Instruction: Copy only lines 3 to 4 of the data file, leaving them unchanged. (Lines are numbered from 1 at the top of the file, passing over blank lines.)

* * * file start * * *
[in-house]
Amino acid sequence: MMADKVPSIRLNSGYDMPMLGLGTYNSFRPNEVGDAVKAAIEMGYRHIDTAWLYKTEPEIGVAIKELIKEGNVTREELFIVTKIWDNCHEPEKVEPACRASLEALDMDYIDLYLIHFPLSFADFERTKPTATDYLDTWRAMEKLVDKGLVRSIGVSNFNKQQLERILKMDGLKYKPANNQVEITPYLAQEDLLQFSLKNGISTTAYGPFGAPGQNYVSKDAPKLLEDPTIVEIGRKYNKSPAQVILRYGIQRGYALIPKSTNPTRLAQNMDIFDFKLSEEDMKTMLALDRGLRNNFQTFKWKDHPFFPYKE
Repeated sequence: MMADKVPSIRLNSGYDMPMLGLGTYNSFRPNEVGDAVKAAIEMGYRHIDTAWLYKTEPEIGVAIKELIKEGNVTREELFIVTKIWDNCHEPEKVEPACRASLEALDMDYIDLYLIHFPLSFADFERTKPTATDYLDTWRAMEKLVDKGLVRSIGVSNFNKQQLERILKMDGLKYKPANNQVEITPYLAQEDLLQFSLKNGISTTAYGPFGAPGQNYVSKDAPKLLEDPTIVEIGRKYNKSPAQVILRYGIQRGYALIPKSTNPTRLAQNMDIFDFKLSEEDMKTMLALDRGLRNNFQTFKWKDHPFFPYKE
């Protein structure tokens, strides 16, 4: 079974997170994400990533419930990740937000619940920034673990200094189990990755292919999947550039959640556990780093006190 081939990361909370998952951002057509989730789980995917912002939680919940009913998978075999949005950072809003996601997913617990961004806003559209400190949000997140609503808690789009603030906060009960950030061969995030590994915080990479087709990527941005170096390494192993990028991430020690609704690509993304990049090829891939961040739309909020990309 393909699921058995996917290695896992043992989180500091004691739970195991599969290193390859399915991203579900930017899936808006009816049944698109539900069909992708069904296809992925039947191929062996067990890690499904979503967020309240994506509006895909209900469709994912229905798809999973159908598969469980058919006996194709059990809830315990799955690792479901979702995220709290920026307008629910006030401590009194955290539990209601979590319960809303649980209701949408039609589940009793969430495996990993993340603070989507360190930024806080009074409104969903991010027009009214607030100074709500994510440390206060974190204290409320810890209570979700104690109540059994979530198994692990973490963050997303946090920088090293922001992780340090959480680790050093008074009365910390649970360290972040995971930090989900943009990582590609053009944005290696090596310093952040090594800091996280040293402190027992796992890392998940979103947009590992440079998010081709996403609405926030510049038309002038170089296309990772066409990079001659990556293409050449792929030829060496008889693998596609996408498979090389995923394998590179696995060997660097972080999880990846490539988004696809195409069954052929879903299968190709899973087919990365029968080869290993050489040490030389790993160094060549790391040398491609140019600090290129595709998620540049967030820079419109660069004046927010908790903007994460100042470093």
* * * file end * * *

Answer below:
Repeated sequence: MMADKVPSIRLNSGYDMPMLGLGTYNSFRPNEVGDAVKAAIEMGYRHIDTAWLYKTEPEIGVAIKELIKEGNVTREELFIVTKIWDNCHEPEKVEPACRASLEALDMDYIDLYLIHFPLSFADFERTKPTATDYLDTWRAMEKLVDKGLVRSIGVSNFNKQQLERILKMDGLKYKPANNQVEITPYLAQEDLLQFSLKNGISTTAYGPFGAPGQNYVSKDAPKLLEDPTIVEIGRKYNKSPAQVILRYGIQRGYALIPKSTNPTRLAQNMDIFDFKLSEEDMKTMLALDRGLRNNFQTFKWKDHPFFPYKE
């Protein structure tokens, strides 16, 4: 079974997170994400990533419930990740937000619940920034673990200094189990990755292919999947550039959640556990780093006190 081939990361909370998952951002057509989730789980995917912002939680919940009913998978075999949005950072809003996601997913617990961004806003559209400190949000997140609503808690789009603030906060009960950030061969995030590994915080990479087709990527941005170096390494192993990028991430020690609704690509993304990049090829891939961040739309909020990309 393909699921058995996917290695896992043992989180500091004691739970195991599969290193390859399915991203579900930017899936808006009816049944698109539900069909992708069904296809992925039947191929062996067990890690499904979503967020309240994506509006895909209900469709994912229905798809999973159908598969469980058919006996194709059990809830315990799955690792479901979702995220709290920026307008629910006030401590009194955290539990209601979590319960809303649980209701949408039609589940009793969430495996990993993340603070989507360190930024806080009074409104969903991010027009009214607030100074709500994510440390206060974190204290409320810890209570979700104690109540059994979530198994692990973490963050997303946090920088090293922001992780340090959480680790050093008074009365910390649970360290972040995971930090989900943009990582590609053009944005290696090596310093952040090594800091996280040293402190027992796992890392998940979103947009590992440079998010081709996403609405926030510049038309002038170089296309990772066409990079001659990556293409050449792929030829060496008889693998596609996408498979090389995923394998590179696995060997660097972080999880990846490539988004696809195409069954052929879903299968190709899973087919990365029968080869290993050489040490030389790993160094060549790391040398491609140019600090290129595709998620540049967030820079419109660069004046927010908790903007994460100042470093």